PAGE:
Members of the parliament in a statement on Thursday urged the government to give a crushing response to the vulgar words made by US Under-Secretary of State for Political Affairs Wendy Sherman about Iran’s peaceful nuclear program.
Some 190 out of the total 290 parliamentarians, in a statement read out during an open session of the parliament this morning, described Sherman’s remarks as nonsense, saying she was talking palaver.
In relevant development, Iranian Foreign Minister Mohammad Javad Zarif on Wednesday slammed Sherman for her recent remarks against Iran, and advised her to make statements based on realities.
Sherman said on Tuesday that the six-month interim agreement that was reached with Iran was "not perfect" but it bought time to try to secure a comprehensive deal.
"We see this as a first step so we don't consider the gaps that exist loopholes because this is not a final agreement," she told lawmakers.
"This is not perfect but this does freeze and roll back their program in significant ways and give us time on the clock to in fact negotiate that comprehensive agreement," Sherman told the Senate Foreign Relations Committee.
Speaking in a joint press conference with Secretary-General of the Organization of Islamic Cooperation (OIC) Iyad Madani in Tehran on Wednesday, Zarif called on Sherman to “review the realities even for the internal use”.
He described the US officials’ remarks as a barrier standing in the way of the settlement of disputes over Iran’s nuclear program, and said, “Iran’s nuclear technology is not negotiable.”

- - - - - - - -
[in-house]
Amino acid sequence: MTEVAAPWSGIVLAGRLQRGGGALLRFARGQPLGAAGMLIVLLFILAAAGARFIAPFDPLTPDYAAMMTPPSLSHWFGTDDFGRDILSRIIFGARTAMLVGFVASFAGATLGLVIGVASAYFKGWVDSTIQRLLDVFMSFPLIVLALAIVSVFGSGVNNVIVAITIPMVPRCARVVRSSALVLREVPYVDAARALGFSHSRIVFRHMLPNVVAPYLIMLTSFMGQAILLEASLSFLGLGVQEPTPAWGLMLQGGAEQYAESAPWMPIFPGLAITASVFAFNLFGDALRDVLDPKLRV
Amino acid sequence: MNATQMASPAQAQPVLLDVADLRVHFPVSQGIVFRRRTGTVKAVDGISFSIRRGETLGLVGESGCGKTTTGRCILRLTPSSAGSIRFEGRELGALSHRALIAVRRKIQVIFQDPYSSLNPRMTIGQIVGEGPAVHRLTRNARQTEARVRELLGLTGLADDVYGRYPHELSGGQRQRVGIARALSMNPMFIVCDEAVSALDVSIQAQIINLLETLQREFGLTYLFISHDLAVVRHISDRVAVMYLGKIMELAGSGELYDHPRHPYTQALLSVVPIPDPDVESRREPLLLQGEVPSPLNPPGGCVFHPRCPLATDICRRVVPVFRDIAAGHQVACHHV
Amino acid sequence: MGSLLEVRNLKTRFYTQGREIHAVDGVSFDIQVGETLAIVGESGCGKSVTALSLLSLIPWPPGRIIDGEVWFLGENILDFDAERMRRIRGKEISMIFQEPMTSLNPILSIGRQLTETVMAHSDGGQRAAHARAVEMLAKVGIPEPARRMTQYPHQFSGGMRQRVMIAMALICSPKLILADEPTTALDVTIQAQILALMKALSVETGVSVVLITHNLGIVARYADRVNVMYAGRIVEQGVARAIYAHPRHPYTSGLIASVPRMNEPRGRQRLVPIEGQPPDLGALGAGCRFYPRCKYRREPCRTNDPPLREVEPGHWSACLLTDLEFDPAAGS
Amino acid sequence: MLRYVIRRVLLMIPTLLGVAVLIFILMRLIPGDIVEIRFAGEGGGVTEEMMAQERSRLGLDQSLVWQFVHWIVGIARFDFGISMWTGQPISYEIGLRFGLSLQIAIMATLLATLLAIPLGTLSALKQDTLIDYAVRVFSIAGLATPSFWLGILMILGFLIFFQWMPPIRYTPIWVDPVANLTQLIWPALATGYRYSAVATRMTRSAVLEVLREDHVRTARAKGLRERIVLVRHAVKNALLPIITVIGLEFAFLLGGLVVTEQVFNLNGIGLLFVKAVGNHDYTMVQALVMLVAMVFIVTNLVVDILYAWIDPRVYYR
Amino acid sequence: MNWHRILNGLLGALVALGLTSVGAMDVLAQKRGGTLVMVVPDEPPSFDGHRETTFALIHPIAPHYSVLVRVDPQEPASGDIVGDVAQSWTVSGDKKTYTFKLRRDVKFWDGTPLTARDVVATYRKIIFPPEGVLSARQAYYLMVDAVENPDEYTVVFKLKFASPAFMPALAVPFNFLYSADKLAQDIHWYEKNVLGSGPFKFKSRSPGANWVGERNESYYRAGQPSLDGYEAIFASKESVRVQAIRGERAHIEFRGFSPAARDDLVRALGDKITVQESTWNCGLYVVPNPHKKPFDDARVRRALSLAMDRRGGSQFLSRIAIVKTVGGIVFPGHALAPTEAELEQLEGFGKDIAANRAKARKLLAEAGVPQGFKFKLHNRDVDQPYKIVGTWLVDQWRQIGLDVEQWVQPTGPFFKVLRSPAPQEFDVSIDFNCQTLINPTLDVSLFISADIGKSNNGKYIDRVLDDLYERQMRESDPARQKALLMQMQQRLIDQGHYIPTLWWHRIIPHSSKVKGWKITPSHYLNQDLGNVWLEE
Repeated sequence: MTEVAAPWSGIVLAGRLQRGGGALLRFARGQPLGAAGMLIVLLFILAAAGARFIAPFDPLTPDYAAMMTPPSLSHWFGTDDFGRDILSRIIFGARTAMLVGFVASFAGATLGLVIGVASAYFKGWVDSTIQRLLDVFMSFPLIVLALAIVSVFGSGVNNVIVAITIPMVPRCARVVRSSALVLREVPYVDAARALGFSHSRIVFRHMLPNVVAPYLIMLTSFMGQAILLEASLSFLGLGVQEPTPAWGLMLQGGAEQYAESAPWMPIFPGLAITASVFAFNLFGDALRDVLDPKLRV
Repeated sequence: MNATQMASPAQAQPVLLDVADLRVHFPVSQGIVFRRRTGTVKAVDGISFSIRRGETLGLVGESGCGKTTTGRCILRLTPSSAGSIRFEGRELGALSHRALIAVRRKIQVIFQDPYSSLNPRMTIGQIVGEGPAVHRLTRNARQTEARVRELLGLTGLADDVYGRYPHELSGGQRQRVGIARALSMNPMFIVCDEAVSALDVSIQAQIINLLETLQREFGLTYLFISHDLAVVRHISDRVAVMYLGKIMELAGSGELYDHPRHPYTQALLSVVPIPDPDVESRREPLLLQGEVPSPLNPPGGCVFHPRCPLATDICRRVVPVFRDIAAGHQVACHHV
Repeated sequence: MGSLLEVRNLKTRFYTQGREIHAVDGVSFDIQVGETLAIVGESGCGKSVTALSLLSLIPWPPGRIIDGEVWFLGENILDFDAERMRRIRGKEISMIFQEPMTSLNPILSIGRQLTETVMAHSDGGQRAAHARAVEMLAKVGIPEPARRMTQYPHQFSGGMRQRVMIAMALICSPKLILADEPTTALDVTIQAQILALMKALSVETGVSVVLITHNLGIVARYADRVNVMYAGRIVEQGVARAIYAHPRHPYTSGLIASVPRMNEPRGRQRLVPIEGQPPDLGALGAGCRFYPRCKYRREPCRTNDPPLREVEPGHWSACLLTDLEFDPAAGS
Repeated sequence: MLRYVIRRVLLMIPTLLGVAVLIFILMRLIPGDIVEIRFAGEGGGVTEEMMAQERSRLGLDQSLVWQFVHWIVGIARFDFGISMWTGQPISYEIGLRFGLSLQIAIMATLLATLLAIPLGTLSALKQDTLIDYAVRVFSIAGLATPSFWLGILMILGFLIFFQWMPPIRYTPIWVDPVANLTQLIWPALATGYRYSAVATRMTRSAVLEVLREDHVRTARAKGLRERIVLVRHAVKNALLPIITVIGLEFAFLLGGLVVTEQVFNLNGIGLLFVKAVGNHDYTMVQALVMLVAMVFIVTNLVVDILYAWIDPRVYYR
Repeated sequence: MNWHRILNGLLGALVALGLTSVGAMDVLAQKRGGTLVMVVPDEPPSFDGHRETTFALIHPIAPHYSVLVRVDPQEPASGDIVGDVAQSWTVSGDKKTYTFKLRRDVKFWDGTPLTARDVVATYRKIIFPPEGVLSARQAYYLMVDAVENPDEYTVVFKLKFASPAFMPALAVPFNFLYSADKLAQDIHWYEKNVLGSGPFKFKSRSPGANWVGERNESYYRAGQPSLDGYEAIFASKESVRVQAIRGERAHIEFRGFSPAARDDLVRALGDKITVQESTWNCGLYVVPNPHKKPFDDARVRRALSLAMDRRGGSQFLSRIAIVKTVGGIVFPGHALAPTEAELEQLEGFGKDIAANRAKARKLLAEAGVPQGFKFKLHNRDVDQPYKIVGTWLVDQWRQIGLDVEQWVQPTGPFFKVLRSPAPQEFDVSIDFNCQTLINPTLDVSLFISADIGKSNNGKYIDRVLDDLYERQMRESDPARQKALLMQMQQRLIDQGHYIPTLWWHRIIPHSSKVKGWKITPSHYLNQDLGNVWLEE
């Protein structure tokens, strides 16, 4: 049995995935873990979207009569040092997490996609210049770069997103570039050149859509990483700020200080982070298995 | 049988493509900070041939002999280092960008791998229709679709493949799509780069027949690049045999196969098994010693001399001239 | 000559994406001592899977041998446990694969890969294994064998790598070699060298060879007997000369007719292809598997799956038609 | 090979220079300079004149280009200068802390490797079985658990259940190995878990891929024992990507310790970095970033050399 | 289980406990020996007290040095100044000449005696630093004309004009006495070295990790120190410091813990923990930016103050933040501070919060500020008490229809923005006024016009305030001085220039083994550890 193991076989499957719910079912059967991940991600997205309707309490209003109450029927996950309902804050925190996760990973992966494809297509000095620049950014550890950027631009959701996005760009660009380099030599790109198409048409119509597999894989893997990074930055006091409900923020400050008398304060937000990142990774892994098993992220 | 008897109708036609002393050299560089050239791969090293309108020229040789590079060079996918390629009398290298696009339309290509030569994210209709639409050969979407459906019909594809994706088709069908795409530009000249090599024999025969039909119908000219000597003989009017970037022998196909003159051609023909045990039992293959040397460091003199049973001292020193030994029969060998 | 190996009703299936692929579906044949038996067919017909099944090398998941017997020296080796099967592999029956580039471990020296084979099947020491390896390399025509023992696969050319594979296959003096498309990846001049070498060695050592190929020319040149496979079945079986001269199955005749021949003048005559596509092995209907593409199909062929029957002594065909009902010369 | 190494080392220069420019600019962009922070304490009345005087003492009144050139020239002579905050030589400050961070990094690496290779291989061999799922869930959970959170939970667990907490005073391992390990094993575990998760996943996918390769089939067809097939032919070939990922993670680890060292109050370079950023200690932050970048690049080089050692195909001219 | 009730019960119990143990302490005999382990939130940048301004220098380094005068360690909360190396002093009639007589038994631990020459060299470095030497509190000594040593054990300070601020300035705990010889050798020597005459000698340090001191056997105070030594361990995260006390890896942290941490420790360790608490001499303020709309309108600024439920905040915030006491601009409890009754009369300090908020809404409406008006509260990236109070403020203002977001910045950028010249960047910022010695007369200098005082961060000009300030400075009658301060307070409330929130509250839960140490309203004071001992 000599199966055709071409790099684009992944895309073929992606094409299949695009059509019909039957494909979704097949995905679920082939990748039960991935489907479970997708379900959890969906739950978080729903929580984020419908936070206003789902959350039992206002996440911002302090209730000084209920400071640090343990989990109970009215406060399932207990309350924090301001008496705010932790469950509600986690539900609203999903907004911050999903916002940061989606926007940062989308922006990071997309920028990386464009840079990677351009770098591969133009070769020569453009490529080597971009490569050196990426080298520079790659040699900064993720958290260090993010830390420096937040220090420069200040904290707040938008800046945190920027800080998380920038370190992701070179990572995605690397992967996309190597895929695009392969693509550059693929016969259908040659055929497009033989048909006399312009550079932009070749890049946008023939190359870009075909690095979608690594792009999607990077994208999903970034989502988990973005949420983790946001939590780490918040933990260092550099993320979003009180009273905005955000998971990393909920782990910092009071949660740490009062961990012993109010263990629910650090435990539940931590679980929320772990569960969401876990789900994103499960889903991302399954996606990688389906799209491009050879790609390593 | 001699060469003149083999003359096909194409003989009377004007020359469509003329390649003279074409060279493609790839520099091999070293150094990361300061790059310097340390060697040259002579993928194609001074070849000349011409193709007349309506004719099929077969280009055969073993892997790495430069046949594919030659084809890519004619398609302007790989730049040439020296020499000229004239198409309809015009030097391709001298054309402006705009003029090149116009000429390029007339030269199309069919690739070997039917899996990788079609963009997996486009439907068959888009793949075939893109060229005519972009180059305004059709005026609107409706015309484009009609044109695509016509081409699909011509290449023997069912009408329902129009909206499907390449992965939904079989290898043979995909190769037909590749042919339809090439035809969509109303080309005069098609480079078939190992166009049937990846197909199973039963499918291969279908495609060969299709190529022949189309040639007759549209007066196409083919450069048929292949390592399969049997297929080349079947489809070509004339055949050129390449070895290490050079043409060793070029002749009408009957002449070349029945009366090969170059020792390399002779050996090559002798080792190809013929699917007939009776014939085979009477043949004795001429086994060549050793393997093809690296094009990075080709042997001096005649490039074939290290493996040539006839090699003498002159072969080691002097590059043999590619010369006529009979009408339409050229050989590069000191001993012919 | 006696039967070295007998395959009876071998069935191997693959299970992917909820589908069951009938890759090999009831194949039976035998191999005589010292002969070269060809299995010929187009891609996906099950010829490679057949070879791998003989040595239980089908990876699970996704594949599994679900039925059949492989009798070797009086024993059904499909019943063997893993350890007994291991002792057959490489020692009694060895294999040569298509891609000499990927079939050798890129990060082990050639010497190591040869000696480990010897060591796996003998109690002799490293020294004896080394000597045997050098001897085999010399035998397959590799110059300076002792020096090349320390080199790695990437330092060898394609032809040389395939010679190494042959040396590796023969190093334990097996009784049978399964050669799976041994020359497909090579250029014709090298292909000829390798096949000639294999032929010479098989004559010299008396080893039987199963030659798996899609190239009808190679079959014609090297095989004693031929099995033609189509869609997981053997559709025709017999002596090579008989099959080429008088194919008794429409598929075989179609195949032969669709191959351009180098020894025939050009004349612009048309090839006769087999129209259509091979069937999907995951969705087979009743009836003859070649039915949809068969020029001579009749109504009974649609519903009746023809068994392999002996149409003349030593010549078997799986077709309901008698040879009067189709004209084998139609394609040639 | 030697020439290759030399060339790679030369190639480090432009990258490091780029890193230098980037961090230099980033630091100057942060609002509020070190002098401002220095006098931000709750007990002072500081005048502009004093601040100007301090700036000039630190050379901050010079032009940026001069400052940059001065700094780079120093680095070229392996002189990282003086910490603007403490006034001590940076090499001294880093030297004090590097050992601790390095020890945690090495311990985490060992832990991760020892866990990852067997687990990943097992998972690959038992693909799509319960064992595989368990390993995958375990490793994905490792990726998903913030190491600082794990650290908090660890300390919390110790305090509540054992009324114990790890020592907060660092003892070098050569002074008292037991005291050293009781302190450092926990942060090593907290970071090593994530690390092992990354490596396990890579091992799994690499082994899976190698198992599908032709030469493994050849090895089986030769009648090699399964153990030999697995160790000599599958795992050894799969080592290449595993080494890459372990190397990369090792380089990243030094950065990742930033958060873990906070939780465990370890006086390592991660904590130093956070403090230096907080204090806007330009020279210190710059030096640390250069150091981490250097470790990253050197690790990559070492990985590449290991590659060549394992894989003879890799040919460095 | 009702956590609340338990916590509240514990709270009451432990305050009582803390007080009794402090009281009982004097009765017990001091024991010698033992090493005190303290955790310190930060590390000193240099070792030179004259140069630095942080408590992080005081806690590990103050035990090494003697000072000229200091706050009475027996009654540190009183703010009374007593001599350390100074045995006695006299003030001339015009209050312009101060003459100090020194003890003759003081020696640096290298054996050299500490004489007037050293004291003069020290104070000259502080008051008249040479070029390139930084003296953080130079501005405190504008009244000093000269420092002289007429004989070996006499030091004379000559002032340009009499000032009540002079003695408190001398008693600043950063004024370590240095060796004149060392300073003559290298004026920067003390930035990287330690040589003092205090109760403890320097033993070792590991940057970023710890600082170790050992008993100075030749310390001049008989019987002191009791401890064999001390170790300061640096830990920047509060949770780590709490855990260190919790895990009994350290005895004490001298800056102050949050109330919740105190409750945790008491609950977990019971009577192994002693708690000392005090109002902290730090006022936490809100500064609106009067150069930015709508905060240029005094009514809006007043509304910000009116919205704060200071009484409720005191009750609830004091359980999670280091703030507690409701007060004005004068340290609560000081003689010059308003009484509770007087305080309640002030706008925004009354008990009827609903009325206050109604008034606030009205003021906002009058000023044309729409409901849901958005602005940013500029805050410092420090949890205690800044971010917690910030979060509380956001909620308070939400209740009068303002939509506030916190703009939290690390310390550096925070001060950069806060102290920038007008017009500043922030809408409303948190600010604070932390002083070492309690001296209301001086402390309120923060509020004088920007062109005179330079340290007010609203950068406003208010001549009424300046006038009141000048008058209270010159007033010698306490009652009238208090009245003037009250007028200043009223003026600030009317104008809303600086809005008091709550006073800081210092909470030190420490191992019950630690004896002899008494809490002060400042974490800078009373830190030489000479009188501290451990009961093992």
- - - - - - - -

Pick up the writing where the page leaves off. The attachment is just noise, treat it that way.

Zarif also stressed that the Iranian team of negotiators will never withdraw from the nation’s rights, and “similar to the past, the other side will be forced to give up its wishes”.
His remarks alluded to US President Barack Obama’s comments that Washington has some impossible wishes and its seeks negotiations with Iran to reach a solution based on realities.
On November 24, Iran and the world powers sealed a six-month Joint Plan of Action to lay the groundwork for the full resolution of the West’s decade-old dispute with Iran over its nuclear energy program. In exchange for Tehran’s confidence-building bid to limit certain aspects of its nuclear activities, the Sextet of world powers agreed to lift some of the existing sanctions against Tehran and continue talks with the country to settle all problems between the two sides.
Then after several rounds of experts talks on how to enforce the agreement, Iran and the six major world powers finalized an agreement on ways to implement the deal.
On January 20, a confidential report by the International Atomic Energy Agency (IAEA) said that Iran has halted its 20-percent enrichment activity under the Geneva deal. Hours later the US and the EU removed part of their sanctions against Tehran.
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